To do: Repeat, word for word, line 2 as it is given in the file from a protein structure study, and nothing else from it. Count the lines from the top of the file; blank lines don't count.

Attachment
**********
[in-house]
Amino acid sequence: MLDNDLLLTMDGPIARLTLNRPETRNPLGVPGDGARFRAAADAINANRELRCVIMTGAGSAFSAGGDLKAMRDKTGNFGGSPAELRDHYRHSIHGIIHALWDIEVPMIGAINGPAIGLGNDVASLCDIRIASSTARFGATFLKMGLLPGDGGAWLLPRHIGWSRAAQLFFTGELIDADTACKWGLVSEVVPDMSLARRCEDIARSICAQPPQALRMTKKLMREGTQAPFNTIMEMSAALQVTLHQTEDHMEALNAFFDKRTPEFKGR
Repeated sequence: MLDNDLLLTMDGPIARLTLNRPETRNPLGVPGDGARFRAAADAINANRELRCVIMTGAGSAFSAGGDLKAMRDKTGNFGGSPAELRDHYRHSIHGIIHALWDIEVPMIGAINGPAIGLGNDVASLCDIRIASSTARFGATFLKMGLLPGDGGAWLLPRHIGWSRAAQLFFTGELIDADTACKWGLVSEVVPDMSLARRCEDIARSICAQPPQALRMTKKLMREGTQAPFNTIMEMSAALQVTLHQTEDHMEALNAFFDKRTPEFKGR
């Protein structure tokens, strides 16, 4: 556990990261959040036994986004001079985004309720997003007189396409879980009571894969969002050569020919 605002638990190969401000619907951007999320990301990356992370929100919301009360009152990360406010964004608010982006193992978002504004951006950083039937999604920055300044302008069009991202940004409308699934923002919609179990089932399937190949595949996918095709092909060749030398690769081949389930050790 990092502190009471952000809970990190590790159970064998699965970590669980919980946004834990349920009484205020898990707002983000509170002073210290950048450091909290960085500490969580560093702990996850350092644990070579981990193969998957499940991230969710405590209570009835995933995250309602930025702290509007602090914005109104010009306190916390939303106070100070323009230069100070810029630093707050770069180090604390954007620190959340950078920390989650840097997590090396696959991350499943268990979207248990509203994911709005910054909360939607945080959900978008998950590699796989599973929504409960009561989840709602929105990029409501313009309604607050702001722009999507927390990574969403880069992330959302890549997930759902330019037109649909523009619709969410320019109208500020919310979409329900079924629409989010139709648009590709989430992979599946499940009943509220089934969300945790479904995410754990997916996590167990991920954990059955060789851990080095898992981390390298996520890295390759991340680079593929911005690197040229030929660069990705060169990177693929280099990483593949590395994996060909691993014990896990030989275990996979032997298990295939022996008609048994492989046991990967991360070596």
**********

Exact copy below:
Amino acid sequence: MLDNDLLLTMDGPIARLTLNRPETRNPLGVPGDGARFRAAADAINANRELRCVIMTGAGSAFSAGGDLKAMRDKTGNFGGSPAELRDHYRHSIHGIIHALWDIEVPMIGAINGPAIGLGNDVASLCDIRIASSTARFGATFLKMGLLPGDGGAWLLPRHIGWSRAAQLFFTGELIDADTACKWGLVSEVVPDMSLARRCEDIARSICAQPPQALRMTKKLMREGTQAPFNTIMEMSAALQVTLHQTEDHMEALNAFFDKRTPEFKGR